The Capitol Police's use of the appropriation for overtime also appears consistent with congressional leaders' expectations for the use of the Fund. On October 2, 2001, the majority and minority leaders of both the House and the Senate asked the President to provide for certain projects in the President's submission of the OMB allocation plan of the second10 billion available in the ERF. [10] They were concerned with the current security systems at the Capitol Complex and requested20.5 million for Capitol Police to enhance security. Board Supplement, Hastert Letter. Specifically, the leaders said: "[W]e have an obligation to protect the millions of people who visit the Capitol Complex every year as well as Members of Congress and our staffs. These security measures include . . . providing overtime pay to hundreds of Capitol Police Officers who have worked tirelessly since the tragic events of September 11." Id. Does the Chief of the U.S. Capitol Police have the authority to use ERF monies for purposes other than those for which they are specifically approved in the appropriations process?

As explained above, because the STCP was a counterterrorism measure and was undertaken in support of national security, the ERF appropriation was available to cover the Capitol Police's overtime costs.

Apart from the question of legal availability, there is nothing in the ERF appropriation or its legislative history restricting use of the Fund by requiring agencies to seek approval from, or notify, the appropriations committees before use. [11] However, Capitol Police officials told us that, in January 2003, staff of the Senate Committee on Appropriations orally requested that the Capitol Police provide obligation plans, outlining its use of its ERF money. January Meeting. Although this oral request is not legally binding on the Capitol Police, as a practical matter, the Police should attempt to honor wishes expressed by the appropriations committees. See 55 Comp. Gen. 307 (1975).

As a result of the Senate Committee interest, on February 5, 2003, the Capitol Police sent letters to the legislative branch appropriations subcommittees of both House and Senate Committees on Appropriations requesting approval to use any remaining funds from the34.5 million transferred from the ERF (at the time estimated at $14.765 million) to cover unfunded overtime needs in emergency situations. December Board Letter, Attachments 9 and 10 ("in the event of an emergency situation, your approval is requested to transfer to the annual Salaries account any portion of the remaining amount [of ERF] that may be required to cover unfunded overtime needs"). The Capitol Police asked for indefinite approval and promised to keep both Houses informed of its use of the ERF. Id. The Chairman and Ranking Member of the Subcommittee on Legislative Branch of the Senate appropriations committee as well as the Chairman of the Subcommittee on Legislative Branch Appropriations of the House appropriations committee signed each of these letters as "approved." Id.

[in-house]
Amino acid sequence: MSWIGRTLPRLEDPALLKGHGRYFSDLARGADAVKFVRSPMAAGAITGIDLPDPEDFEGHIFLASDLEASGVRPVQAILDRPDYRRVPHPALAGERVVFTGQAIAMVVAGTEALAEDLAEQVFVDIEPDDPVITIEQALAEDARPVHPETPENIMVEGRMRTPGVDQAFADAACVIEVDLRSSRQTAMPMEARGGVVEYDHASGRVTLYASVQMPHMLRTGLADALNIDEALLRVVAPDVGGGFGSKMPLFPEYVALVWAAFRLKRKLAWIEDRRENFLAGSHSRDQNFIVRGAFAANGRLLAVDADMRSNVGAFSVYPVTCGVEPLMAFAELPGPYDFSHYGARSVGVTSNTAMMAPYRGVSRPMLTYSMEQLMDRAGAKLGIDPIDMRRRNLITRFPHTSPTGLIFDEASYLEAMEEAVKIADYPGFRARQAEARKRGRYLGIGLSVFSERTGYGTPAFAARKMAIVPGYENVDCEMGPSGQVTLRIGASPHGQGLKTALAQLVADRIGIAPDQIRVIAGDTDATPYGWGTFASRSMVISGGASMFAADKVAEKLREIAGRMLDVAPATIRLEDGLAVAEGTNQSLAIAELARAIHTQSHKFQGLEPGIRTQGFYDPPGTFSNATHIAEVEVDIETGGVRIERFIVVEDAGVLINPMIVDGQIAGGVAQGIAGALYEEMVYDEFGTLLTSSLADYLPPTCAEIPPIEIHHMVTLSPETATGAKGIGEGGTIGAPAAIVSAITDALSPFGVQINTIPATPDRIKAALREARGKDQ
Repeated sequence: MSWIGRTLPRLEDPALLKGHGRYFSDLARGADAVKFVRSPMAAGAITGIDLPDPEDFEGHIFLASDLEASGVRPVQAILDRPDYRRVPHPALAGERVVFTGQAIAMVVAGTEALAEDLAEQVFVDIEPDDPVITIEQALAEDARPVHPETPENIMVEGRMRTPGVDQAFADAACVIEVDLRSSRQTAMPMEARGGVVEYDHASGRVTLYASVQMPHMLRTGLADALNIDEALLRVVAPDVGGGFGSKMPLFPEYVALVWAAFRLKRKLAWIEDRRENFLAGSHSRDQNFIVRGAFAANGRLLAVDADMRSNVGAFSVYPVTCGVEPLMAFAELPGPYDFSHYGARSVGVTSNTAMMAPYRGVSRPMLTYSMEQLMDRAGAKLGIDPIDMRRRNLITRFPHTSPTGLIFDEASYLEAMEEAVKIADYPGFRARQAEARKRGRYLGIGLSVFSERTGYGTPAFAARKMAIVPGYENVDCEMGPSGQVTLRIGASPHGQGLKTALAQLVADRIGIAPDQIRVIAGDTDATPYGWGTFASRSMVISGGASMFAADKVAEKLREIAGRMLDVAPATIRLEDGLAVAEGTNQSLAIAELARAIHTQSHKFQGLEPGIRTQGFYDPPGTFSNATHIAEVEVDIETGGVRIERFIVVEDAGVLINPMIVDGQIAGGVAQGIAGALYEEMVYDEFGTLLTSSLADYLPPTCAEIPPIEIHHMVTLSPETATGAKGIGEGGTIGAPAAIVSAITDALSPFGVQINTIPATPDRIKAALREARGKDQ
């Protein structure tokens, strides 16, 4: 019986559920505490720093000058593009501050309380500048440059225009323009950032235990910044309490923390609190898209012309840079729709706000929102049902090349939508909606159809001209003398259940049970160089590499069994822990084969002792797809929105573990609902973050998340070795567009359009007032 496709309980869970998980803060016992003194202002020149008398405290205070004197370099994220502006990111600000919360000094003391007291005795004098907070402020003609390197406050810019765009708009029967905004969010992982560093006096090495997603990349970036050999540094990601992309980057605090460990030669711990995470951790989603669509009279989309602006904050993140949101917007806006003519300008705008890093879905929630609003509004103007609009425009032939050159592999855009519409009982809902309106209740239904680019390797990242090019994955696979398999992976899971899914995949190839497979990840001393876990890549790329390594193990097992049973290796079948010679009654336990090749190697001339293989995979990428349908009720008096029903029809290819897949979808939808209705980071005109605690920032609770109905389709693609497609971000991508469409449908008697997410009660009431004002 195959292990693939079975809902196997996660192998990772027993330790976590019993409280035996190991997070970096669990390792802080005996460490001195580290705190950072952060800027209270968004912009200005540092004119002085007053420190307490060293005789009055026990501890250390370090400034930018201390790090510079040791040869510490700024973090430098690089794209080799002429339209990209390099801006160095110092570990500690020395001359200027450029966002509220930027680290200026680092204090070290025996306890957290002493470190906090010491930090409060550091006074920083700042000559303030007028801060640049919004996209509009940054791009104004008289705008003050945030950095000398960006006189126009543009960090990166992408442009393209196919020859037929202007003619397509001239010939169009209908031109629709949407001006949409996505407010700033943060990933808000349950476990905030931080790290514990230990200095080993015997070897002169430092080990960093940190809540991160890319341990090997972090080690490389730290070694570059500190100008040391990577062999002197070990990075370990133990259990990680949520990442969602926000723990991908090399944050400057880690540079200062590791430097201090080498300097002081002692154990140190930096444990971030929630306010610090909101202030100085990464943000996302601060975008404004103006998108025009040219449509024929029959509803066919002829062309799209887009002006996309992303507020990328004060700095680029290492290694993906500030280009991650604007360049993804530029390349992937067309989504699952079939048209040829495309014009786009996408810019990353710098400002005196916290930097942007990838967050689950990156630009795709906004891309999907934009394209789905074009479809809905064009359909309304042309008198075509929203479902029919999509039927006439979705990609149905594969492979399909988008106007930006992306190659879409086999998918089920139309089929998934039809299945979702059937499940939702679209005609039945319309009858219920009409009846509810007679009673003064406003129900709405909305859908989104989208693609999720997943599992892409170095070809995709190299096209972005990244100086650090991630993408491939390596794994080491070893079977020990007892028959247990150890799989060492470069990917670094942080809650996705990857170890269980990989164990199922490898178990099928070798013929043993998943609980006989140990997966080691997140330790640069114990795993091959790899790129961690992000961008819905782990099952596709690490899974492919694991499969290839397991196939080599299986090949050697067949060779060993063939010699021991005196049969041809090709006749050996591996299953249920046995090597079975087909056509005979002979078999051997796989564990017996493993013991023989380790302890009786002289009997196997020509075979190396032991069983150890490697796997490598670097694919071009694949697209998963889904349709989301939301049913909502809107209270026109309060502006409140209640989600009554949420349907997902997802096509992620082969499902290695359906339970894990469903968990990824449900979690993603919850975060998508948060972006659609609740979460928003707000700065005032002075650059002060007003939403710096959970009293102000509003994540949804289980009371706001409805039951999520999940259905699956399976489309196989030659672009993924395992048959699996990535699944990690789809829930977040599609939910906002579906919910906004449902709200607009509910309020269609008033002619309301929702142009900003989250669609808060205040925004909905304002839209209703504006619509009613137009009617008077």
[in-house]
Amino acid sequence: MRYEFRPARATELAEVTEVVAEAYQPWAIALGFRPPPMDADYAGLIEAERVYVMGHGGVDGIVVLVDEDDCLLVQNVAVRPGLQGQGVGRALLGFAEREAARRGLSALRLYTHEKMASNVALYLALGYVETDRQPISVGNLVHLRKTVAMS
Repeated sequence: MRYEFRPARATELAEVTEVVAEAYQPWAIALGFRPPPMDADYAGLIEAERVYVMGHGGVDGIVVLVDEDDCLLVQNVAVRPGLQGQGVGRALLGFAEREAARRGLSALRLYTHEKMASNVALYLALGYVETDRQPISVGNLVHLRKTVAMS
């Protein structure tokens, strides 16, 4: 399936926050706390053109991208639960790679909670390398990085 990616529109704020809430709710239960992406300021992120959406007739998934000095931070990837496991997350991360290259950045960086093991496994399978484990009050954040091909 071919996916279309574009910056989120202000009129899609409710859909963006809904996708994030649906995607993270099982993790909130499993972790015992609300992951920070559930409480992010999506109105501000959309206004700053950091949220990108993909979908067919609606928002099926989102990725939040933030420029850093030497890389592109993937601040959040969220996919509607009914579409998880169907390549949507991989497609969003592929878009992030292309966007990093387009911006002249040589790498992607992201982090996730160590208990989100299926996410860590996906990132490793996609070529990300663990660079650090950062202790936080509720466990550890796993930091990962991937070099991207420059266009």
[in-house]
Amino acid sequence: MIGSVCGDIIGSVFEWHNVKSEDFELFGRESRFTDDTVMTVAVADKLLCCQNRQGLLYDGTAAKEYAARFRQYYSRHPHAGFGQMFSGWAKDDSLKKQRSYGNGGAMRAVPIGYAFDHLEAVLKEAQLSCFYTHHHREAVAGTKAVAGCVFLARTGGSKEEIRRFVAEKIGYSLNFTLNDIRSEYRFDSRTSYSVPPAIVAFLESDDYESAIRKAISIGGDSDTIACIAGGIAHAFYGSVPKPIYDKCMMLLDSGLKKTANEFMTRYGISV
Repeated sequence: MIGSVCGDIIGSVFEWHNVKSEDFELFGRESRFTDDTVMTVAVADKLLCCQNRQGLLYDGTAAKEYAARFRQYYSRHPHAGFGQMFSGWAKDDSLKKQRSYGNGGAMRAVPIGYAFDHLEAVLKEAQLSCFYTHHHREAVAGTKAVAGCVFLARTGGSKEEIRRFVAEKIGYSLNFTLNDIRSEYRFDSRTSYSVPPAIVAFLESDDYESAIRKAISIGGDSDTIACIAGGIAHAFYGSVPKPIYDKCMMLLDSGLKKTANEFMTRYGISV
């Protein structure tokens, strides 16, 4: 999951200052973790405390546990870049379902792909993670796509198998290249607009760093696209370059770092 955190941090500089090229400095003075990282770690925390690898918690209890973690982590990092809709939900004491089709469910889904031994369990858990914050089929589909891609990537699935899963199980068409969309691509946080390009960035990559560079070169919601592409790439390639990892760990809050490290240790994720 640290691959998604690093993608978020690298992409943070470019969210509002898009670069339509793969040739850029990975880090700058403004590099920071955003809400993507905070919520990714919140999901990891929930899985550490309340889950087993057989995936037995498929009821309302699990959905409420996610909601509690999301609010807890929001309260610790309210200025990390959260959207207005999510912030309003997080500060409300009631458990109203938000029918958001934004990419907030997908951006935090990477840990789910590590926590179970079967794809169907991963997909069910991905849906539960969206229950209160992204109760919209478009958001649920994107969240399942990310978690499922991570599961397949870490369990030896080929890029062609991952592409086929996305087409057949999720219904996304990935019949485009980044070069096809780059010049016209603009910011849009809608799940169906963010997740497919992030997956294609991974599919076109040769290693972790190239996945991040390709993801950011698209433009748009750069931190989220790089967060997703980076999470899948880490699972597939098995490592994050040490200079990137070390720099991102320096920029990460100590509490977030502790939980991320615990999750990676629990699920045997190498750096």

The Capitol Police notified both the House and the Senate appropriations committees on September 17, 2004, that it had used4.2 million from the remaining ERF money to pay overtime costs associated with the STCP. December Board Letter, Attachments17 and 18. The Capitol Police sent letters to House and Senate appropriations committees on November 17, 2004, explaining that the Capitol Police had withdrawn $5.4 million from the ERF appropriation to pay overtime expenses related to the STCP. December Board Letter, Attachments 19 and 20.

Although the availability of the ERF is not preconditioned on the declaration of an emergency, in the February 5, 2003, letter, the Capitol Police Board advised that it would limit its use of the ERF for overtime pay in "emergency situations." December Board Letter, Attachments 9 and 10. However, the Board did not identify in the letter what it would consider to be an emergency situation. Id. At the January meeting, Capitol Police officials advised us that they intended the February 5 letter to allow the Capitol Police Board discretion to determine whether an emergency exists as the Board does with special statutory authority in other circumstances. January Meeting. See 2U.S.C. 1971 (the Capitol Police may accept contributions of meals and refreshments during a period of emergency "as determined by the Capitol Police Board"). Seealso 2U.S.C. 1932.